Withdrawal Symptoms of Serax (Oxazepam)
As stated earlier, benzodiazepines like Serax have a high risk for tolerance. With an increased tolerance to any drug, the user will not get the same effects from one dose as they did when they first started taking the drug. When this happens, it is not uncommon for the user to increase their dose or take it more frequently in an attempt to get back that same feeling.
When taking Serax on a regular basis, a user may feel withdrawal symptoms if they stop taking the drug. Withdrawal symptoms are a sign of physical dependence on a drug, which is a characteristic of addiction. Withdrawal symptoms of Serax, or Oxazepam, include:
- Dry heaving, nausea
- Weight loss
- Heart palpitations, or increased heart rate
- Irritability, aggression
- Hand tremors
- Muscular pain or stiffness
- Difficulty recalling memories
Ironically enough, Serax withdrawal symptoms can also include the very symptoms you were trying to treat in the first place; anxiety, panic attacks, and insomnia. This phenomenon occurs because the body is craving more of what it thinks is naturally occurring GABA, but cannot naturally produce that amount because it has been falsely created by the benzodiazepines. The brain thinks it has less GABA to help control anxiety or insomnia, which can have a reverse effect and make these feelings even stronger.
What Is Medical Detox?
Withdrawal symptoms from Serax and other benzodiazepines can be deadly. Seizures are a possible withdrawal symptom of benzodiazepines, and can occur if supervised detox is not administered. Medical detox is the best way to safely detox from benzodiazepines like Serax and Oxazepam.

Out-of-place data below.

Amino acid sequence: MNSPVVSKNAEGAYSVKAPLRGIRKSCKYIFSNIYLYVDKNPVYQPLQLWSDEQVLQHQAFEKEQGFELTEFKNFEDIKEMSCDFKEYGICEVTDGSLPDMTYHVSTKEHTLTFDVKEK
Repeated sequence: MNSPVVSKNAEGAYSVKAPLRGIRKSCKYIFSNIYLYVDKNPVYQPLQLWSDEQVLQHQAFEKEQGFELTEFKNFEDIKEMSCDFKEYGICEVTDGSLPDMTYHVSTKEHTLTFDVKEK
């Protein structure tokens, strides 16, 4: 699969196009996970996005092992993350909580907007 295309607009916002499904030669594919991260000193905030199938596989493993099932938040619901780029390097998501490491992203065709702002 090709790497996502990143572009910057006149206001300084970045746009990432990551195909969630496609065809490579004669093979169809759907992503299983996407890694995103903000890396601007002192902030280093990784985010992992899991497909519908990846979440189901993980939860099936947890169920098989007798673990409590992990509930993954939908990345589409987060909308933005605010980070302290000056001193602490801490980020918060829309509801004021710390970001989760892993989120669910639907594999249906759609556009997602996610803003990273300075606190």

Medical detox is generally done in a clinical facility that specializes in drug detoxing. While not all drugs require a medically supervised detox, drugs like opioids and benzodiazepines can come with life threatening withdrawal symptoms that can occur even after only taking the drug for a short amount of time.
With many medical detox facilities, the program will typically last from 8-16 days and will be focused on addressing the physical and chemical dependency your body is struggling with. A physician will be responsible for your care around the clock, and typically medical detox facilities allow medicinal treatment to help with withdrawal symptoms if needed.
While medical detox is the best first step to take when it comes to benzodiazepine addiction and dependency, it is necessary to research inpatient rehabilitation options after detox is complete. Through inpatient rehab, you will have access to counselors and therapists that can help address the emotional and mental components of your addiction. Addressing these components can help you to identify the root-cause of your addiction, which can help prevent a relapse in the future.
Get Help Today
There are many medical detox and inpatient rehab programs out there, and finding the right one for you could help you reach a lifelong recovery from addiction. If you or a loved one struggles from Serax or Oxazepam addiction, or any benzodiazepine abuse issue, seeking out professional help is the best first step you can take.
Our addiction treatment specialists are specially trained to help you identify what your needs are for a successful recovery. Your call is always confidential, and our specialists are available 24/7. Let us help you take the first step, call us today.
For More Information Related to “Serax (Oxazepam) Withdrawal and Detoxification” Be Sure To Check Out These Additional Resources From DrugRehab.org:
- Commonly Abused Benzodiazepines
- Temazepam (Restoril) Withdrawal and Detoxification
- Tranquilizer Abuse and Addiction
- The Dangers of Abusing Klonopin (Clonazepam) and Vicodin (Hydrocodone)
- Using Benzos To Potentiate Opiates: A Deadly Combination
Drug Enforcement Agency (DEA) – Benzodiazepines
National Institute of Health (NIH) – Pharmacological Strategies For Detoxification
Rx List – Oxazepam
Society of General Internal Medicine – Benzodiazepine Withdrawal
World Health Organization (WHO) – Rational Use of Benzodiazepines